What it means

Marge Piercy is the author of eighteen poetry books, most recently The Hunger Moon: New & Selected Poems, 1980–2010 from Knopf. Her most recent novel is Sex Wars (Harper Perennial) and PM Press has republished Vida and Dance the Eagle to Sleep with new introductions.

Monthly Review Volume 64, Number 2 (June 2012)

June 2012 (Volume 64, Number 2)

» Notes from the Editors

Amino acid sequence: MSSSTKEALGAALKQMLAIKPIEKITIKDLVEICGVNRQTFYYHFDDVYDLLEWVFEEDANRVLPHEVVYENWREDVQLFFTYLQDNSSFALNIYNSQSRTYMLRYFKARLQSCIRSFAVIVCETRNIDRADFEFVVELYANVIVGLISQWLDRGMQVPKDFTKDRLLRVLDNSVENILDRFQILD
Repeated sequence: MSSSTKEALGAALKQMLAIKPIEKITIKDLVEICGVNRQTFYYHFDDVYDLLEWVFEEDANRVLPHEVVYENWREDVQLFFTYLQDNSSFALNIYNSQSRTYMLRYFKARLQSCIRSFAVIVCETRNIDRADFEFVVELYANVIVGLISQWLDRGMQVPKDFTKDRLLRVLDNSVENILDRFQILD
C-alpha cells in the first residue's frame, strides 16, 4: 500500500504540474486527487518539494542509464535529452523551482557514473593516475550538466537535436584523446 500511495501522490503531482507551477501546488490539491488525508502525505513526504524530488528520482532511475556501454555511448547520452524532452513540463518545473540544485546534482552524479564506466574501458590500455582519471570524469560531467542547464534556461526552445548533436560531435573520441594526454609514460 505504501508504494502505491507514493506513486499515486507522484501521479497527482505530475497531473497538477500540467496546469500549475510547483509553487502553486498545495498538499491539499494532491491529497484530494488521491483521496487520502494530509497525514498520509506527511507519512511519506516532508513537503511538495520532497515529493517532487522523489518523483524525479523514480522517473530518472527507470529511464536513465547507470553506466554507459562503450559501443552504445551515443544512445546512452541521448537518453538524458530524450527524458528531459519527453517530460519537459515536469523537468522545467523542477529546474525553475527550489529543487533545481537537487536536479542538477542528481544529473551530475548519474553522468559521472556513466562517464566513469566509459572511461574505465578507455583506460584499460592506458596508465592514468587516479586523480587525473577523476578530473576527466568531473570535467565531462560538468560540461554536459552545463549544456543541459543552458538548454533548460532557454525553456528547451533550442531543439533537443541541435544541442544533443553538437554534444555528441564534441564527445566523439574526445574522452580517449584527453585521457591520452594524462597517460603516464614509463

By any measure, Adrienne Rich lived an exemplary life. When she died last March 27, aged eighty-two, she was acknowledged by many critics as perhaps this country’s foremost poet.… Throughout her writing life, Adrienne Rich’s vision of a better world was clear. In her 2008 collection A Human Eye: Essays on Art in Society Rich claimed Che Guevara, Karl Marx, and Rosa Luxemburg as defining heroes. It did not matter if she was speaking to a room full of undergraduates or, having made the long painful climb up the hill to the Women’s Correctional Facility in Bedford Hills, New York, to teach poetry to its inmates, Adrienne’s voice was trenchant. So it was not surprising that when the commercial media ran obituaries of her, they sanitized her life and work, giving more emphasis to her awards than her work, characterizing her as angry rather than radical. At MR however, we preferred to hear her words: “Responsibility to yourself means refusing to let others do your thinking, talking, and naming for you; it means learning to respect and use your own brains and instincts; hence, grappling with hard work” (from “Claiming an Education,” 1977).